First known as Makawao Foreign Church and Congregation, Makawao Union Church received a charter from the Hawaiian government in 1861, although the Reverend Jonathan Green had been holding services in his Makawao home from 1857.
Reverend Green came to Hawaiʻi in 1828 with the Third Company of missionaries, and served at various locations until 1843.
He then helped the Hawaiian people in the Makawao area form the first self-supporting church in Hawaiʻi at Poʻokela. He continued to serve as the pastor of this church as well as the Makawao Union Church which was started to meet the needs of the English speaking, foreign community around Makawao.
A church was built in 1861 at the location of the present Makawao cemetery, and continued to serve the community until 1888, when a parishioner, Henry Perrine Baldwin, donated land and built a new church outside of Paia, which was closer to the population center of the district.
This church was built on the foundation of Baldwin’s former sugar mill at Paliuli, near Rainbow Gulch. This frame church was dedicated on March 10, 1889, and served the community until it was torn down in 1916 to make way for the present memorial church.
In 1914, the Pā‘ia Community House was built adjacent to the church for the express purpose of serving not only the church’s congregation, but the greater community, and was in continuous use by various island groups for plays, concerts, dances and other gatherings.
After Baldwin’s death in 1911, his family built a new stone sanctuary in his memory. The new building designed by noted architect CW Dickey is a basically Gothic design in the style of the English village church.
It combines a Norman tower with a distinctively Hawaiian roofline. With its intricate, carved-oak interior and unique pew arrangement, the sanctuary has long been noted for its exceptional structural design.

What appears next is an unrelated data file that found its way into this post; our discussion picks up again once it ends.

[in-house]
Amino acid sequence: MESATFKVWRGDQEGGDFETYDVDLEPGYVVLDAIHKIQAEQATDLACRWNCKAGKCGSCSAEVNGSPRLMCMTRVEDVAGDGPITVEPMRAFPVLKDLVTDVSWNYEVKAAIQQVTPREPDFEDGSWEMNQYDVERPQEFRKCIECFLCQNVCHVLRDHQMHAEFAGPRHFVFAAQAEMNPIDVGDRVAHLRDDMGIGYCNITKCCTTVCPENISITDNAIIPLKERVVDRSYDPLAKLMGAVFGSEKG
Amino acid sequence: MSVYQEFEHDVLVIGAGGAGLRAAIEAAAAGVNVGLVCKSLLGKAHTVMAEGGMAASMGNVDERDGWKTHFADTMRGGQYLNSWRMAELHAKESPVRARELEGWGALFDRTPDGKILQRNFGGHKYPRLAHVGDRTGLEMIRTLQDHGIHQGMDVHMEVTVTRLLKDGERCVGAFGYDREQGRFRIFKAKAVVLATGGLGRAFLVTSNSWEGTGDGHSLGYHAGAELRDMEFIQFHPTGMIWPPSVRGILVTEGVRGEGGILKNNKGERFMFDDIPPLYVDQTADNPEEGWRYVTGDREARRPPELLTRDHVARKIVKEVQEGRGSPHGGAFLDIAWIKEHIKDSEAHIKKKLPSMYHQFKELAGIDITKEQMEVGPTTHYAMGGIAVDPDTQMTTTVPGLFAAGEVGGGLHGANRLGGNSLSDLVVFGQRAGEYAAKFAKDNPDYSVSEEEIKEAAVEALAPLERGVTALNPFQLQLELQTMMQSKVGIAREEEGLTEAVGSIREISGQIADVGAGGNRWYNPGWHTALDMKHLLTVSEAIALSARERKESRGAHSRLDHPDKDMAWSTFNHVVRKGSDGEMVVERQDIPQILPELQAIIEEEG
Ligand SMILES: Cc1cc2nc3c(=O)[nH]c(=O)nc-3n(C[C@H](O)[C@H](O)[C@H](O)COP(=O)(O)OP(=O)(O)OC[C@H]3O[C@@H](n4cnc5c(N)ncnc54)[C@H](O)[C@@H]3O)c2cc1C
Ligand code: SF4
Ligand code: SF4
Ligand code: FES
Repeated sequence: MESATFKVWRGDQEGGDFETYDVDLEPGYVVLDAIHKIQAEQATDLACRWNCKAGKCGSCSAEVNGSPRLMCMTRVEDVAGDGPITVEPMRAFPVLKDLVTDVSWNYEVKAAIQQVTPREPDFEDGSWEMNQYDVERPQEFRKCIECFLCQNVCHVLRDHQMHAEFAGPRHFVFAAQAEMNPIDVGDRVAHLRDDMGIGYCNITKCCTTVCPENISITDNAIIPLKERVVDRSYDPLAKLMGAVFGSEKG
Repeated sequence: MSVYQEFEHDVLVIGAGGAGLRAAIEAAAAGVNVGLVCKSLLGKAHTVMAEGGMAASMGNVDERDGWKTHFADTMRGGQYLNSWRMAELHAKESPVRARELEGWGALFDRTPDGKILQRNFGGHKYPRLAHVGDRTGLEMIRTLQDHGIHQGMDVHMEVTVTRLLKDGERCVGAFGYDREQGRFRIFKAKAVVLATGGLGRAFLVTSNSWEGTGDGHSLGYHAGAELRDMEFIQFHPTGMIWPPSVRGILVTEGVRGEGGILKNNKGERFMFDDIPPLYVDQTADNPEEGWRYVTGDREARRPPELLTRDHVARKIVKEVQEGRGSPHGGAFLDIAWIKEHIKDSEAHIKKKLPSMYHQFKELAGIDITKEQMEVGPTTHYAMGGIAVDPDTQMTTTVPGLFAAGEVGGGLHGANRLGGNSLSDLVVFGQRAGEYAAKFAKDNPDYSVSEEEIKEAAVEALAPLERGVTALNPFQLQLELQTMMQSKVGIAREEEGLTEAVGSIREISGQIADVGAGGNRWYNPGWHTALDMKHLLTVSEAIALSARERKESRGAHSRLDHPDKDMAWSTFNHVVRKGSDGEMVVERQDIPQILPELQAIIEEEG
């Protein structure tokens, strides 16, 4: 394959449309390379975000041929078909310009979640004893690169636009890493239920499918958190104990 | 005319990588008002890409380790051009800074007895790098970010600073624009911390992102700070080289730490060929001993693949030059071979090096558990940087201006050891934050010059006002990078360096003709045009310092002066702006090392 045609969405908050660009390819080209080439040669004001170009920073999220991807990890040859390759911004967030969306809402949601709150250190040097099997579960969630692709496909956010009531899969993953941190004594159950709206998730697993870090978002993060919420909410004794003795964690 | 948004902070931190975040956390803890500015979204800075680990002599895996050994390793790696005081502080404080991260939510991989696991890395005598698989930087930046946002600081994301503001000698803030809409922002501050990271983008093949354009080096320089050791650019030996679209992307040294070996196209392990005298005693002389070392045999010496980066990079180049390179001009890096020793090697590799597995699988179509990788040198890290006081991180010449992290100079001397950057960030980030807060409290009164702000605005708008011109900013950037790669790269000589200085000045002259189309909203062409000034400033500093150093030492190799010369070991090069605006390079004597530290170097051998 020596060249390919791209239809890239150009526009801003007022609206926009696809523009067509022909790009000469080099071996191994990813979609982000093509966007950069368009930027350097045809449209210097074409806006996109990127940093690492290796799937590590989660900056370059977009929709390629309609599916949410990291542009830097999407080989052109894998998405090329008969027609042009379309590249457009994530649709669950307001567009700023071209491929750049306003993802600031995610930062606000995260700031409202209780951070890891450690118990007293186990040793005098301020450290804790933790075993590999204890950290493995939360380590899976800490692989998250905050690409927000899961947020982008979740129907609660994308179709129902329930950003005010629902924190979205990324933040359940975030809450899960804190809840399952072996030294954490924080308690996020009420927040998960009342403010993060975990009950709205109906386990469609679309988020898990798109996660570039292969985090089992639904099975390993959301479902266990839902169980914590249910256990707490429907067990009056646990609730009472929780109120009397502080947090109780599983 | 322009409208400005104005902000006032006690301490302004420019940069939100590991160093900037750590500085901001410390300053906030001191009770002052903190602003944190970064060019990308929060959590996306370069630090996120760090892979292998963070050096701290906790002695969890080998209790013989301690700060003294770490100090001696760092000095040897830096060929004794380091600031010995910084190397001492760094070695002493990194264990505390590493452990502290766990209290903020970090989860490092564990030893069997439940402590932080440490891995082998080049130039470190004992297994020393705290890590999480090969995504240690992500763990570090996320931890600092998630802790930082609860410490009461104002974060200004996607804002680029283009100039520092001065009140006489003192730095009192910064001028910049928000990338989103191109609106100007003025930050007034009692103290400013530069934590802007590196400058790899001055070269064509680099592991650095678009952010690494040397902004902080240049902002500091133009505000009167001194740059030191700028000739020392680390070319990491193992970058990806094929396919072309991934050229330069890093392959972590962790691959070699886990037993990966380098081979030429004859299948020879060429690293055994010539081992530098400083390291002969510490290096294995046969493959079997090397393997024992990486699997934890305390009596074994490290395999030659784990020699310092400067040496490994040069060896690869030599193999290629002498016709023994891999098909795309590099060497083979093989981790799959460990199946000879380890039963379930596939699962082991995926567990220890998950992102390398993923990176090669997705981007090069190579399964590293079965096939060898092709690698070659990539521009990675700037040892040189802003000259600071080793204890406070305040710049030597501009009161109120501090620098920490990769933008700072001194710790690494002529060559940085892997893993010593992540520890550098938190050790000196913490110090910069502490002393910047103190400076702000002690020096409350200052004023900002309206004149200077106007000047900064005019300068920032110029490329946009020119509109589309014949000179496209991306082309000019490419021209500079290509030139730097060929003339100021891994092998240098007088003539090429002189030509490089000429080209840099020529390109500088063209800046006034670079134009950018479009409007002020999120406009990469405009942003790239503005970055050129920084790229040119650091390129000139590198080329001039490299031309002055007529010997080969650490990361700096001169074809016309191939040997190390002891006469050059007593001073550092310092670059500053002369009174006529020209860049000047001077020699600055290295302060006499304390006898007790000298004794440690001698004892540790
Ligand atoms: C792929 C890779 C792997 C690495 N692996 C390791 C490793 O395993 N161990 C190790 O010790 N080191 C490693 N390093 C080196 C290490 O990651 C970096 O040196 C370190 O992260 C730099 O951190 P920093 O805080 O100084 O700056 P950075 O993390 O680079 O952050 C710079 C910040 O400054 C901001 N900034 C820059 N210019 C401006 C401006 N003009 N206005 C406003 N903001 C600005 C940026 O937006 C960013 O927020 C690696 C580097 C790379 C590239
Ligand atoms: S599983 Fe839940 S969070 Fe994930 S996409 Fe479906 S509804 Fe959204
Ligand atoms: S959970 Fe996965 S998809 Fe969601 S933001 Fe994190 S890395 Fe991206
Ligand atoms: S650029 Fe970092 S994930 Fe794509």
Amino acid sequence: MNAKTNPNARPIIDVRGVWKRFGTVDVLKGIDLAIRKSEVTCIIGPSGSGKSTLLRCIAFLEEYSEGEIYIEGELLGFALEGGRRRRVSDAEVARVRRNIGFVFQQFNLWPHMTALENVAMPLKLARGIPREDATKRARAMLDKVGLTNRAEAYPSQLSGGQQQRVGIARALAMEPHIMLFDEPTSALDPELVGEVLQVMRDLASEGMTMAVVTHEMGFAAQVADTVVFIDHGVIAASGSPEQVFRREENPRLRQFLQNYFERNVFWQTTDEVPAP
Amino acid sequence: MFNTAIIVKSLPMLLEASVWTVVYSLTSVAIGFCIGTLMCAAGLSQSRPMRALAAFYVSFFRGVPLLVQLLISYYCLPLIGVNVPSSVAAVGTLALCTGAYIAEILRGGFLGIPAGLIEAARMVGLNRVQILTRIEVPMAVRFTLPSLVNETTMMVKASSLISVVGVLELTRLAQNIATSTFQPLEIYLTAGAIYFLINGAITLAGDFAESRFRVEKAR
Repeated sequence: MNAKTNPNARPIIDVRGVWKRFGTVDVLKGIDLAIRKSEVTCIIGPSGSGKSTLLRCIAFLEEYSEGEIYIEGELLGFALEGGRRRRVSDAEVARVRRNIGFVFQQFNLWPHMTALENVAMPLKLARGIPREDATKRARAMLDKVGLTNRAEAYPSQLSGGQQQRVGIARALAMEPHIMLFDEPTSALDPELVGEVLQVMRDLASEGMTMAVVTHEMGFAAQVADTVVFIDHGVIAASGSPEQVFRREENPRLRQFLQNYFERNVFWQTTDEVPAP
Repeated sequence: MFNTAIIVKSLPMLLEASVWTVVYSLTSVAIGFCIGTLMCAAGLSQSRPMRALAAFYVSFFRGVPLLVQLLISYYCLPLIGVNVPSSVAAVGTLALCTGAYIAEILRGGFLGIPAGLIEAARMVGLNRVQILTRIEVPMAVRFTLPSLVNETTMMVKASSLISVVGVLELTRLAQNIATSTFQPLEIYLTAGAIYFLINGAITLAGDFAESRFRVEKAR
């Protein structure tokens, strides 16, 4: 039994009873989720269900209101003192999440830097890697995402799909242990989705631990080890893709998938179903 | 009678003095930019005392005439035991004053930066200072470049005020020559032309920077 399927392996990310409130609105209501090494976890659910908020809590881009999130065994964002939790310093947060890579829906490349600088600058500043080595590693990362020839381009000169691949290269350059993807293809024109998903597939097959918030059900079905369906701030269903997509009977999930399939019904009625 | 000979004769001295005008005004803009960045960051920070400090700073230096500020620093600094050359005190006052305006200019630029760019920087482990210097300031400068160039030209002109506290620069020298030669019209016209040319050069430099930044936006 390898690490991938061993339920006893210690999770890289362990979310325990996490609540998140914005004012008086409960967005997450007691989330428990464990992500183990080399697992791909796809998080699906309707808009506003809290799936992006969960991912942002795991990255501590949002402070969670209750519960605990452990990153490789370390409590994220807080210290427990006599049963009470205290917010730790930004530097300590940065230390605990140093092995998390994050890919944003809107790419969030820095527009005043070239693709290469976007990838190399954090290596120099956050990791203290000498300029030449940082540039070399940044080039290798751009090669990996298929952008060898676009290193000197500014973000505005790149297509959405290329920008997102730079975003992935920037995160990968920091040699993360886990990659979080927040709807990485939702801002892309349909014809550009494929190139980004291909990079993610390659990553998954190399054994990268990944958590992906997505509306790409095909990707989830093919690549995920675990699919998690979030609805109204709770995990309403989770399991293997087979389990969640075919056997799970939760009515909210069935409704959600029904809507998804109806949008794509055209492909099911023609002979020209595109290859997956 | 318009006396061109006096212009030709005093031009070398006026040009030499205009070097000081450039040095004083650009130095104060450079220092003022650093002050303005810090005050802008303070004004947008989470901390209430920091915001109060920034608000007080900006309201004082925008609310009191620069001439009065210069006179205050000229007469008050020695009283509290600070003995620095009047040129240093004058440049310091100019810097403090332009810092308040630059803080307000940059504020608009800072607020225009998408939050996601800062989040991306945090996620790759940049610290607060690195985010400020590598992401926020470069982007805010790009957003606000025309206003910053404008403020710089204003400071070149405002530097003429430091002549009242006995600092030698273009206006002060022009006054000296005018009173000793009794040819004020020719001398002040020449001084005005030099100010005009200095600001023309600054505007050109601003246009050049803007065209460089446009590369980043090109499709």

When this church building was dedicated in 1917, Harry Baldwin, eldest son of Henry Perrine and Emily Baldwin, gave the principal address and stated, “Makawao Union Church is built to provide a permanent meeting house for the people of this community and future comers for the purpose of upholding and improving the moral and religious standing of the community for generations to come.” (Maui Weekly)
“The first and second Sundays in September hundreds of Maui people were in attendance at the services of dedication of the Henry Perrine Baldwin Memorial Church of Paia. A deeper impression upon worshippers has seldom been made in this Territory than during these two Sundays.” (The Friend, September 1917)
“Our sanctuary building is a real landmark in the Pā‘ia – Makawao area – a constant reminder of the historical significance of our church and its relationship with Henry Baldwin,” said present church pastor Rev. Schlicher, during the church’s 150th anniversary celebration. (Maui Weekly)
“Besides being a pioneer in Hawai‘i’s sugar industry, Baldwin was a deeply religious man who gave of his time, wealth and services to his church, his community and the people of Hawai‘i.”
In 1843, Samuel Thomas Alexander and Henry Perrine Baldwin, sons of pioneer missionaries, met in Lāhainā, Maui. They grew up together, became close friends and went on to develop a sugar-growing partnership.
In 1869, they purchased 12-acres of land in Makawao and the following year an additional 559-acres. That same year, the partners planted sugar cane on their land marking the birth of what would become Alexander & Baldwin, Inc.
By 1876, the partners had expanded their sugar acreage and begun to seek a reliable source of water for their crop. Although not an engineer, Alexander devised an irrigation system that would bring water from the windward slopes of Haleakala to Central Maui to irrigate 3,000 acres of cane – their own and neighboring plantations.
In 1883, Alexander and Baldwin formalized their partnership by incorporating their sugar business as the Pāʻia Plantation also known at various times as Samuel T. Alexander & Co., Haleakala Sugar Co. and Alexander & Baldwin Plantation.
In 1889, Baldwin was instrumental in forming the Hawaiian Sugar Company Plantation at Makaweli on the island of Kauai, and oversaw the construction of the Hanapepe ditch on that island.
In 1894, he and Samuel Alexander formed Alexander & Baldwin which operated as the San Francisco agent for their plantations.
The Articles of Association were filed June 30, 1900 with the treasurer of the Territory of Hawaiʻi. Alexander & Baldwin, Limited became a Hawaiʻi corporation, with its principal office in Honolulu and with a branch office in San Francisco. They were one of Hawaiʻi’s Big 5.